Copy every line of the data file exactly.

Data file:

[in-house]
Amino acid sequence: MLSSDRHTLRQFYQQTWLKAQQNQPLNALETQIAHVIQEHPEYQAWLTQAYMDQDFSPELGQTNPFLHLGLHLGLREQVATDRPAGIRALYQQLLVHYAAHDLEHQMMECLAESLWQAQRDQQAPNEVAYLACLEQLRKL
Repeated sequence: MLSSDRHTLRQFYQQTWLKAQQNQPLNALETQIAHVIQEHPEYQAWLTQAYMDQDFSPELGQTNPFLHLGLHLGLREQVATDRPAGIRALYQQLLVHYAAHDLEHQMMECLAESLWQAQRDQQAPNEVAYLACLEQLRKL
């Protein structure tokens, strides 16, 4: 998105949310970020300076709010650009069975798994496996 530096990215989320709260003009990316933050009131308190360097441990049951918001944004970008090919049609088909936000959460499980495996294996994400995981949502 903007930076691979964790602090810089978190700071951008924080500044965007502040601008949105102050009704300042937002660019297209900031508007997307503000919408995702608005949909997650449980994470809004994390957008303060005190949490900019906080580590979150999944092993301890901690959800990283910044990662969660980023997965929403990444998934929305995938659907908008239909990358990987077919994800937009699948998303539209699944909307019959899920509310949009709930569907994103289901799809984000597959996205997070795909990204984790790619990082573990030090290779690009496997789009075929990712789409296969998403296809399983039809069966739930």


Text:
[in-house]
Amino acid sequence: MLSSDRHTLRQFYQQTWLKAQQNQPLNALETQIAHVIQEHPEYQAWLTQAYMDQDFSPELGQTNPFLHLGLHLGLREQVATDRPAGIRALYQQLLVHYAAHDLEHQMMECLAESLWQAQRDQQAPNEVAYLACLEQLRKL
Repeated sequence: MLSSDRHTLRQFYQQTWLKAQQNQPLNALETQIAHVIQEHPEYQAWLTQAYMDQDFSPELGQTNPFLHLGLHLGLREQVATDRPAGIRALYQQLLVHYAAHDLEHQMMECLAESLWQAQRDQQAPNEVAYLACLEQLRKL
């Protein structure tokens, strides 16, 4: 998105949310970020300076709010650009069975798994496996 530096990215989320709260003009990316933050009131308190360097441990049951918001944004970008090919049609088909936000959460499980495996294996994400995981949502 903007930076691979964790602090810089978190700071951008924080500044965007502040601008949105102050009704300042937002660019297209900031508007997307503000919408995702608005949909997650449980994470809004994390957008303060005190949490900019906080580590979150999944092993301890901690959800990283910044990662969660980023997965929403990444998934929305995938659907908008239909990358990987077919994800937009699948998303539209699944909307019959899920509310949009709930569907994103289901799809984000597959996205997070795909990204984790790619990082573990030090290779690009496997789009075929990712789409296969998403296809399983039809069966739930």